Joined: 04 Feb 2003 Posts: 587 Location: Lisboa, Portugal
Posted: Wed 4 Jun 2003, 14:14 Post subject:
Basically they are different forms of "guessing" the best bitrate for each part of the movie. The problem with guessing is that it makes it almost impossible to keep an accurate average bitrate, so in the end your file may be bigger than you were expecting (and may not fit on the disc). Also, the concept of "constant quality" assumes that a computer is able to judge an image's "quality", which is not exactly true. Some details that may seem irrelevant to a computer are very noticeable to humans, and vice-versa.
The best way to achieve a good distribution of the bitrate with a reliable file size is to use 2-pass VBR. In this mode there is very little guessing involved: the movie is first compressed without any imposed limits on the bitrate, then it's analysed, and finally it's encoded again, keeping the selected bitrate and using the first pass' data to decide how that bitrate should be distributed.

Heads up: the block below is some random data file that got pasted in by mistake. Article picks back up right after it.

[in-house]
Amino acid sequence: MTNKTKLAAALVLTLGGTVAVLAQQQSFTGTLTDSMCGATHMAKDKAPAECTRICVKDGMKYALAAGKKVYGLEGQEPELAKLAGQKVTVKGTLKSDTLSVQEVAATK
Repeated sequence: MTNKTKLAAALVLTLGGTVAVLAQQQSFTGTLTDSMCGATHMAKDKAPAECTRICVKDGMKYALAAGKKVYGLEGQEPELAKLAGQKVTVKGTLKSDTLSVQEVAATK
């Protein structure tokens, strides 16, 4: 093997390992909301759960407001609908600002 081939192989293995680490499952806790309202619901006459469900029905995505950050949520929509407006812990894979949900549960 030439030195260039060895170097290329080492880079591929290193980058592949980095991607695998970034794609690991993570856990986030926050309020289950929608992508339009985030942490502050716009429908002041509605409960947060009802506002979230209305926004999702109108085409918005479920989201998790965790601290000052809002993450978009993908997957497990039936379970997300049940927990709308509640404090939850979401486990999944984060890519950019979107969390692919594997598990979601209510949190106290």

Some programs will do 3- and 4-pass encoding. While this does improve the distribution a bit, the biggest difference is between single-pass (which involves guessing) and 2-pass (which is based on analysis of the footage). Extra passes make small differences.
Generally, if your movie is under 1 hour, you can use CBR @ 8 Mb/s. This will result in the best quality and will take less time to encode. If your movie is too big to use an average of 8 Mb/s, then using 2-pass VBR will ensure that bits are saved in areas that don't really need them, and used in the areas that do (keeping a lower average but letting critical parts go all the way up to 8 Mb/s).
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